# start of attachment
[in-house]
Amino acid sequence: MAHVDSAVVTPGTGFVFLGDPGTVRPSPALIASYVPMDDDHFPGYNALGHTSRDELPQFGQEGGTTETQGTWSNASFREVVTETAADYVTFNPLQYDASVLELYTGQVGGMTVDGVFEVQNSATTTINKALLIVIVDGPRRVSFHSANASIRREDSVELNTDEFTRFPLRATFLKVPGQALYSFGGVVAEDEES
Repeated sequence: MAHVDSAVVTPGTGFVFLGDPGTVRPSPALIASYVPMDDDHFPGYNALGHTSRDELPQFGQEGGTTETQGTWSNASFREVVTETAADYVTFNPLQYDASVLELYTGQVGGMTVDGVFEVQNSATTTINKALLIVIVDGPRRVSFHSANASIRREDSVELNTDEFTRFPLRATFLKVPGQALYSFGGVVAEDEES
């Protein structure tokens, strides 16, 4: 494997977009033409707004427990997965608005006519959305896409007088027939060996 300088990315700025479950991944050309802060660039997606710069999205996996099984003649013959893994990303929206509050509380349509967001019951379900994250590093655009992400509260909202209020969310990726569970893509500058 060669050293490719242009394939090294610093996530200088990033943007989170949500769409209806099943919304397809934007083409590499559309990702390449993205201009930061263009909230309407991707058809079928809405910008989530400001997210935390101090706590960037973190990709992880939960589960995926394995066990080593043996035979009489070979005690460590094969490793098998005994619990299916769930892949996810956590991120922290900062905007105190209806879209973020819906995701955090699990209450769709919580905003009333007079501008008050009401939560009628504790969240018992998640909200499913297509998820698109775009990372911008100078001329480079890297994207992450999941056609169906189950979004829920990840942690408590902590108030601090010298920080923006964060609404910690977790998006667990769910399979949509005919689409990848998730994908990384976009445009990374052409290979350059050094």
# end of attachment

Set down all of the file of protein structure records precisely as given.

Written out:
[in-house]
Amino acid sequence: MAHVDSAVVTPGTGFVFLGDPGTVRPSPALIASYVPMDDDHFPGYNALGHTSRDELPQFGQEGGTTETQGTWSNASFREVVTETAADYVTFNPLQYDASVLELYTGQVGGMTVDGVFEVQNSATTTINKALLIVIVDGPRRVSFHSANASIRREDSVELNTDEFTRFPLRATFLKVPGQALYSFGGVVAEDEES
Repeated sequence: MAHVDSAVVTPGTGFVFLGDPGTVRPSPALIASYVPMDDDHFPGYNALGHTSRDELPQFGQEGGTTETQGTWSNASFREVVTETAADYVTFNPLQYDASVLELYTGQVGGMTVDGVFEVQNSATTTINKALLIVIVDGPRRVSFHSANASIRREDSVELNTDEFTRFPLRATFLKVPGQALYSFGGVVAEDEES
């Protein structure tokens, strides 16, 4: 494997977009033409707004427990997965608005006519959305896409007088027939060996 300088990315700025479950991944050309802060660039997606710069999205996996099984003649013959893994990303929206509050509380349509967001019951379900994250590093655009992400509260909202209020969310990726569970893509500058 060669050293490719242009394939090294610093996530200088990033943007989170949500769409209806099943919304397809934007083409590499559309990702390449993205201009930061263009909230309407991707058809079928809405910008989530400001997210935390101090706590960037973190990709992880939960589960995926394995066990080593043996035979009489070979005690460590094969490793098998005994619990299916769930892949996810956590991120922290900062905007105190209806879209973020819906995701955090699990209450769709919580905003009333007079501008008050009401939560009628504790969240018992998640909200499913297509998820698109775009990372911008100078001329480079890297994207992450999941056609169906189950979004829920990840942690408590902590108030601090010298920080923006964060609404910690977790998006667990769910399979949509005919689409990848998730994908990384976009445009990374052409290979350059050094």